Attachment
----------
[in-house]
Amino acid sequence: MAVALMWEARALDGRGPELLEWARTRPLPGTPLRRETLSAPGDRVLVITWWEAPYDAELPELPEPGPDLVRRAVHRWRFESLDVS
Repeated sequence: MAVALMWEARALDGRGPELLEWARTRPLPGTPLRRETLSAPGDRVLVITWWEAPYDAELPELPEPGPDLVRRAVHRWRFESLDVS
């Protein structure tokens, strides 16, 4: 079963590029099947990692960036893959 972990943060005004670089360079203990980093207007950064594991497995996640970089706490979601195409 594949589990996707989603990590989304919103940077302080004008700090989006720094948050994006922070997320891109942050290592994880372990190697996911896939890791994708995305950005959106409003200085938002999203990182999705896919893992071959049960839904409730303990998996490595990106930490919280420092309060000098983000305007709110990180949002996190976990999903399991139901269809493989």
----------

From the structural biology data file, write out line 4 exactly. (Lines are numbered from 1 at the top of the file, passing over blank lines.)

């Protein structure tokens, strides 16, 4: 079963590029099947990692960036893959 972990943060005004670089360079203990980093207007950064594991497995996640970089706490979601195409 594949589990996707989603990590989304919103940077302080004008700090989006720094948050994006922070997320891109942050290592994880372990190697996911896939890791994708995305950005959106409003200085938002999203990182999705896919893992071959049960839904409730303990998996490595990106930490919280420092309060000098983000305007709110990180949002996190976990999903399991139901269809493989």